FIVE YEARS OF CAITLIN CLARK AT IOWA? IT'S NOT IMPOSSIBLE

By Adam Jacobi on March 1, 2022 at 4:15 pm
Caitlin Clark and Lisa Bluder hold the Big Ten Championship trophy
© Joseph Cress/Iowa City Press-Citizen / USA TODAY NETWORK
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The Big Ten Player of the Year parade continues in Iowa City, as Caitlin Clark has been named the 2021-22 POTY by the conference. Even in a loaded conference, the selection was a no-brainer; Clark is one of two serious contenders for the national POTY this season with South Carolina's Aliyah Boston, and whoever's in third place is distantly so.

WNBA rules preclude players from joining the league draft until they're 22 (or it's otherwise been four years since their college graduation), so congratulations Hawkeye fans, regardless of how ready she is for the league, we've got two more seasons of the Caitlin Clark Show.

OR, as she's quick to point out — perhaps three years:

This is, of course, thanks to the NCAA's declaration that the COVID season (Clark's freshman year) doesn't count against eligibility, even though the stats and records do count. For athletes who are Planning To Go Pro In Something Other Than Sports™, it can be a great incentive to continue their academic careers, perhaps in graduate studies, and take one more shot at whatever they still want to accomplish in sports.

For an obvious future star like Clark though, it's a bit of a head-scratcher. You'd sooner expect her to petition the WNBA to allow early entry than to spend more time in college than necessary.

But it's not impossible — maybe not even implausible. Here's why.

NIL, NIL, NIL

Caitlin Clark is a transcendent basketball player with crossover appeal the likes of which we've frankly never seen from an Iowa women's player (and rarely seen with a men's player, for that matter — how often did LeBron or KD ever mention Luka Garza?). She doesn't just play ball, she performs in a way that's captivating to even the most casual of fans. Whatever the fabled "it" is, she has it.

And now that we live in a world where collegiate athletes have control of their name, image and likeness rights, Clark has the opportunity to capitalize on the attention she garners from basketball fans. Whatever the limit of her earning potential as an endorser is as a college player is, she's certainly not met it yet.

That said, it's worth pumping the brakes just a skosh on some speculation that it's in Clark's best financial interests to stay in Iowa City as long as possible. Yes, base rookie salaries in the WNBA aren't fantastic — but, you know, they can sign endorsement deals too. Also, they don't have to balance a college course load in with the basketball and business dealing. Only so many hours in a day, and that matters too.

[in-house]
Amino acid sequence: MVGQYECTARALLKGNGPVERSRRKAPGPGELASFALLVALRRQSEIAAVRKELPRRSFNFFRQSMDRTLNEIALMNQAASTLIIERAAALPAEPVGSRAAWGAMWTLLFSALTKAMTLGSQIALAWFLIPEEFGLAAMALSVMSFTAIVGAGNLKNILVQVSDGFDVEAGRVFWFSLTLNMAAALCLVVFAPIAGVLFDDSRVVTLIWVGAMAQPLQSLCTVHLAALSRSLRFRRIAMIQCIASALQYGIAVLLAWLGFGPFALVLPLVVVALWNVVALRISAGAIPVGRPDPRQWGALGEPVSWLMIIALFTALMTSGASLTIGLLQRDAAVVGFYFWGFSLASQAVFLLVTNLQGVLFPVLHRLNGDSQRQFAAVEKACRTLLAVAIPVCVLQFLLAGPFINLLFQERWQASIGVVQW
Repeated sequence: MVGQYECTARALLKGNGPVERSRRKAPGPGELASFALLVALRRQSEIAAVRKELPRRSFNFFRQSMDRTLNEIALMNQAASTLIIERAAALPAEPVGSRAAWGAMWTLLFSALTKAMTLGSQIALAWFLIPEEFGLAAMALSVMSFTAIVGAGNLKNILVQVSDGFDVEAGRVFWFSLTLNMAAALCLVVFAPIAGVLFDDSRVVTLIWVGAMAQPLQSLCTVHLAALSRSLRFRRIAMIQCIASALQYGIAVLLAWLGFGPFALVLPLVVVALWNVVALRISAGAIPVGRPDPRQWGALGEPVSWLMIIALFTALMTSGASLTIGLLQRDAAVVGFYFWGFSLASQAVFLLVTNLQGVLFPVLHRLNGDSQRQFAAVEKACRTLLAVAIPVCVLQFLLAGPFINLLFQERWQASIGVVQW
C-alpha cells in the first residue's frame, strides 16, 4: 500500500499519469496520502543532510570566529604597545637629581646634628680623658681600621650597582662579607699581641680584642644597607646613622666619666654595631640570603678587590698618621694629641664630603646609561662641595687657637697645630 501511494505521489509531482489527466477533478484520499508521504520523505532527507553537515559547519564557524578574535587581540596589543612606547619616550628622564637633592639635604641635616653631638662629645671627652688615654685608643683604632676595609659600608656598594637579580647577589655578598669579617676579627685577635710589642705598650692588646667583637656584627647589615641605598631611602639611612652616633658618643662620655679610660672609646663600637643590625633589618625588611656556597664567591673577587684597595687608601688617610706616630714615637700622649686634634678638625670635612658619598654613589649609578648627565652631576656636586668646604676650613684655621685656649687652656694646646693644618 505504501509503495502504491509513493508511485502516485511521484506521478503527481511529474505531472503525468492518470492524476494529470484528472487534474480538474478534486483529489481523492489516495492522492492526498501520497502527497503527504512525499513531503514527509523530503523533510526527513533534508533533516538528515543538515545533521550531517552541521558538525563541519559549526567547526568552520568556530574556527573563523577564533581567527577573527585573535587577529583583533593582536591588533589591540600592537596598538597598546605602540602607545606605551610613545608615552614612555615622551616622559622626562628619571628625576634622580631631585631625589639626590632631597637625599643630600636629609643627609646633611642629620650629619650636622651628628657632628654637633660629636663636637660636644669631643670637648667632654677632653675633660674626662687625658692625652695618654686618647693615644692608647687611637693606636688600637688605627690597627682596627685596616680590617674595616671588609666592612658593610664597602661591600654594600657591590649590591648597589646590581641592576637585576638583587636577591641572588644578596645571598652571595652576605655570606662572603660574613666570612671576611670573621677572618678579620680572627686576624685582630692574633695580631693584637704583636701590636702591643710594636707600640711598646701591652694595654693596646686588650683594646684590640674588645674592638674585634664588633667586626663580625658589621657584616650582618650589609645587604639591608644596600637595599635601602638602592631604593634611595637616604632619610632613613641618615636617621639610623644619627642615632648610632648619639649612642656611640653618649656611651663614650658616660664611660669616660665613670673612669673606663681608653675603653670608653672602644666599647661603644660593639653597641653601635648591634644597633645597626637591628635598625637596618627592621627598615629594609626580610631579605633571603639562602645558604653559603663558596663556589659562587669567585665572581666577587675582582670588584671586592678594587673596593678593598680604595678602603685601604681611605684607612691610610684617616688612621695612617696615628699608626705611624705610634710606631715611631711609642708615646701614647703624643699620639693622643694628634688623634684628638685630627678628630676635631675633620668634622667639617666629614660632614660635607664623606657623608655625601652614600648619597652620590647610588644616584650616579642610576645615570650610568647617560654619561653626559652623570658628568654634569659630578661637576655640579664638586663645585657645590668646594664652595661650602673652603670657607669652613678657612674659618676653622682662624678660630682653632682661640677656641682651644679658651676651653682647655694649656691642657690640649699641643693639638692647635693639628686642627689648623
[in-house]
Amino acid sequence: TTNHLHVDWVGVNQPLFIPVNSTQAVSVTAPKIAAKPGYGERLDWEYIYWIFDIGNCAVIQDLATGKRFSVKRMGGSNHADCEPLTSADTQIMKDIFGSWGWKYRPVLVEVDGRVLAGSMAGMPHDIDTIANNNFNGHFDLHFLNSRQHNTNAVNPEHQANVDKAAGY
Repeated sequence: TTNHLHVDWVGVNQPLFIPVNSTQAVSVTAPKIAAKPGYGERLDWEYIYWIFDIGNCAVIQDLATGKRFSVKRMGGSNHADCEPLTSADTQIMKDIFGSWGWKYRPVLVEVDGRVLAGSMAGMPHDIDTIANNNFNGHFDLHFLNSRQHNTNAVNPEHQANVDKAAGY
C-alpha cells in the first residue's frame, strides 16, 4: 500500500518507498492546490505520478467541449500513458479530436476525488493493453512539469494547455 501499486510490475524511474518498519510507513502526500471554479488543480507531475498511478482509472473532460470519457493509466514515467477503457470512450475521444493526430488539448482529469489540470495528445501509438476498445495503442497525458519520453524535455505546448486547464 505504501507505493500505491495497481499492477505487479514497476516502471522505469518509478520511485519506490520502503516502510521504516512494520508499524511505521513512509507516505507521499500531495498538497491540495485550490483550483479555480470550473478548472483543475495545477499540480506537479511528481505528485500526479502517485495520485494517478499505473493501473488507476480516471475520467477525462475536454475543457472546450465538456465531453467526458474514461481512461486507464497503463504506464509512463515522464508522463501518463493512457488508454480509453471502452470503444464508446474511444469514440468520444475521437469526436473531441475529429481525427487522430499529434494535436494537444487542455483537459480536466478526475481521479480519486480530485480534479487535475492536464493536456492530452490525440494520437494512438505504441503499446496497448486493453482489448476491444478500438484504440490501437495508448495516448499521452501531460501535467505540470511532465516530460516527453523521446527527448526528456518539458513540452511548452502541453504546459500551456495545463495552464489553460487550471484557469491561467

But the best-case scenario with NIL deals from NCAA athletes' perspective isn't to compete and win financially against professional sports. It's to be good enough to keep athletes around. It's to provide an alternative to what might be an uninspiring professional market. And yes, it's to complement the access to education that the athletes are also compensated with. 

So sure, if this comes down to only money, being a professional basketball player will win out. Don't convince yourself otherwise. The gap is just easier to bridge now.

I just wanted to watch these highlights again. I bet you did too.

Things to hoist

One of the most commonly underestimated aspects of how elite athletes operate is the appeal of goals — tangible goals, not being the togetherest team or whatever they do over there. Obviously we don't know Clark personally or have definitive information on what hers are, but certainly she's in a position to target things like an outright Big Ten title and a Final Four run. Those are unmet milestones thus far, and while Iowa's absolutely a contender already this March, we're talking about a 4-seed at the moment. Iowa wouldn't be the first or last 4 to make the Women's Final Four, but, especially in a stratified sport like women's college ball, it's awfully difficult; the last team seeded fourth or lower to make the Final Four did so in 2016 — twice that year, in fact, both in 4-vs.-7 matchups.

Once you go pro, you go for good, and hopefully by the time Clark is allowed to do that, she'll have nothing left to prove or accomplish at this level. For a competitor like her though, if there's anything left on the table, don't be shocked if she takes one last opportunity to get it.

Hey, why not?

Above all else, Caitlin Clark's fifth year of eligibility is three years away. She gains nothing by closing that door this far in advance. Three years ago, we couldn't have predicted what shape the sporting world, much less the world as a whole, would be in. Maybe 2025 is great. Maybe it's worse! Maybe the WNBA is expanding and starved for talent, or maybe it's reeling from another scandalous round of chartered flights.

And maybe 2025 is Bluder's last season on the sidelines and Clark can't say no to one last ride. On the other hand, maybe that last season is 2024. Or maybe, hopefully, we've got another decade-plus with Bluder. We don't know these things yet, neither does Clark, neither does anybody.

So with that, we can back-burner this topic until well in the future. But when that time comes, no matter what happens, don't be too surprised. Let's just not take for granted what a special ride we've been on as Iowa basketball fans, and what's still yet to come.

Go Iowa Awesome.

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